“Yes, I guess not many people have gone back to the sight of the bomb blast in Killeen and Nigel Carr does very few interviews so we were fortunate to get him to speak to us,” says O’Driscoll of the documentary’s dramatic peak. “When we look back on this, what will be brilliant is I don’t think we will be able to get this group of ex-players together again.”

Cultural divide

3 Rock Productions, Craig Doyle and O’Driscoll, teamed up with TBI Media to make the documentary that will broadcast on BT Sport 2 after the Leinster v Wasps match on October 12th.

David Irwin in action for Ireland against Tonga in the 1987 World Cup. Irwin dragged Nigel Carr from the car wreckage following the bomb. Photograph: Billy Stickland/Inpho
David Irwin in action for Ireland against Tonga in the 1987 World Cup. Irwin dragged Nigel Carr from the car wreckage following the bomb. Photograph: Billy Stickland/Inpho

O’Driscoll struggles to wrap his brain around the “commonality” of Ireland supporters considering the cultural divide that has always existed between northern unionists and republicans. Orange men repeatedly tell him they are Irish, but British too, yet paradoxically they love stuffing England as much as any inhabitant on this island.

With the help of Tommy Bowe, Monaghan border child turned anchorman, he gets there in the end.

“From a rugby perspective you don’t have to have the same religious or political ideology – you can differ massively – but ultimately what seals it all together is you play and support one team in one jersey.

“As I said at the end of the film it could only be for a couple of hours on a Saturday afternoon where we are united. That’s the beauty of it, that’s what makes it so special; this film proves if you can survive what we have survived over the last 50 years there is no way that bond within the Irish team will ever be broken.”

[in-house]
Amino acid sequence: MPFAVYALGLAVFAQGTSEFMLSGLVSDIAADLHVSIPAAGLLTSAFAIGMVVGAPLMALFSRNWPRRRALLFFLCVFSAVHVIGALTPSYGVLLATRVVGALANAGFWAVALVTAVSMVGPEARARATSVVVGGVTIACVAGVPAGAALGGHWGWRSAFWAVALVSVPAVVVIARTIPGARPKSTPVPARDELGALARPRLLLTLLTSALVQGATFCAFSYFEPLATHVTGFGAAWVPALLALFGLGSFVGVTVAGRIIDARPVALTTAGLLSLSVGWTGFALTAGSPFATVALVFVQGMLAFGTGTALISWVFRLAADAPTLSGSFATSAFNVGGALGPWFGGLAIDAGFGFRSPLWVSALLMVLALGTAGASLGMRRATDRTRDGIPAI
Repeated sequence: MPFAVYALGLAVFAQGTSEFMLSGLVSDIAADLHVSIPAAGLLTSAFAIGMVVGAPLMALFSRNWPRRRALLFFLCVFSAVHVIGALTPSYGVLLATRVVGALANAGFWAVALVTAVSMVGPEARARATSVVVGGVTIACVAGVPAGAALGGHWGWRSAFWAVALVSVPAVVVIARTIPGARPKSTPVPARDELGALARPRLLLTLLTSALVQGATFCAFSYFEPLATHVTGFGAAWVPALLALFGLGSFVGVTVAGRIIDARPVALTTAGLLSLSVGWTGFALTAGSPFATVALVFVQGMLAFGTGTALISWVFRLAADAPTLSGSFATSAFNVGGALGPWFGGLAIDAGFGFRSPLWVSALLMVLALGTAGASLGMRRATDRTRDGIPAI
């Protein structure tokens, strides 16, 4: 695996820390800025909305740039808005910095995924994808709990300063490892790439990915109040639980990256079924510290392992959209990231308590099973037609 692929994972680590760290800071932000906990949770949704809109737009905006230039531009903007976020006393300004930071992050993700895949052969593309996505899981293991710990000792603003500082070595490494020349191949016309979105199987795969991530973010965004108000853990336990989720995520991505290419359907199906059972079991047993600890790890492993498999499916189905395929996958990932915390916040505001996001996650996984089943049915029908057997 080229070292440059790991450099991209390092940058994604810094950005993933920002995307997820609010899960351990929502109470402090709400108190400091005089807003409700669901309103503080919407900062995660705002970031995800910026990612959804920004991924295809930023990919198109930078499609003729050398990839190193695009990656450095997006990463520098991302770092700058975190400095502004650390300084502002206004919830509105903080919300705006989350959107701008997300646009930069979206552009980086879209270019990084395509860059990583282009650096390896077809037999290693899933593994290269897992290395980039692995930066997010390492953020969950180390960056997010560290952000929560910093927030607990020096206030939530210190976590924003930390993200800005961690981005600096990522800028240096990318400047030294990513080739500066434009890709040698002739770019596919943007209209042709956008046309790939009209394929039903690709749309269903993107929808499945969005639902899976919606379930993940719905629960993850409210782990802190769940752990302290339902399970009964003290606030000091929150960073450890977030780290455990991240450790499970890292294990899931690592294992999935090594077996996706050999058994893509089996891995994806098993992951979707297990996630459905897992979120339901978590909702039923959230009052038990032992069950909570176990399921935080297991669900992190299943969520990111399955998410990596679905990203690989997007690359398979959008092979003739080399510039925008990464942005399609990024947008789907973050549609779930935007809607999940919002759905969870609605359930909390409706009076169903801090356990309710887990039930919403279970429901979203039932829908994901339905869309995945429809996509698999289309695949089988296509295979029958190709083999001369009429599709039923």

The documentary is timely for a UK audience scrambling to understand the relevance of the Good Friday Agreement and border issue at the core of Brexit.

“It was very important to have an English director on it in Isobel Williams and English producer in Mark Sharman,” Doyle explains, “Just to provide fresh eyes on something we have become so familiar with. We spoon feed some of the information but it was very important that people just get it.”

Brian O’Driscoll narrates the documentary which tells the largely untold story of Irish rugby remaining united as a non-political entity. Photograph: Lorraine O’Sullivan/Getty Images
Brian O’Driscoll narrates the documentary which tells the largely untold story of Irish rugby remaining united as a non-political entity. Photograph: Lorraine O’Sullivan/Getty Images

Initially, Shoulder to Shoulder was to be a documentary about Ireland’s Call. Thankfully that evolved into the meatier and largely untold story of Irish rugby remaining united as a non-political entity.

“My opinion on Ireland’s Call is it’s absolutely necessary,” O’Driscoll continues. “Amhrán na bhFiann is not an anthem for everyone. If you want to be inclusive and want to think of something for the whole island you need a song everyone is capable of singing and has some meaning to it.”

Anthem

This diplomatic stance by the former Ireland and British Lions captain is disputed by the many, many, many people who believe the Phil Coulter ditty is an anthem for no one.

“What cracks me up about Ireland’s Call on match day at the Aviva it is still the loudest song sung,” claims Doyle.

Really?

“It is.”

Must not carry to the upper deck. Not to worry. Irish people are not meant to agree on this topic and Shoulder to Shoulder remains an admirable attempt at story telling.

“I hope people see the balance to the film,” says O’Driscoll. “We’ve tried to see everyone’s perspective. The hot topic of Irish history is going to put some noses out of joint – you saw the reaction to Loughgall on social media but the context was very different from the reality.”

Shoulder to Shoulder premieres at 10pm on Oct 12, on BT Sport 2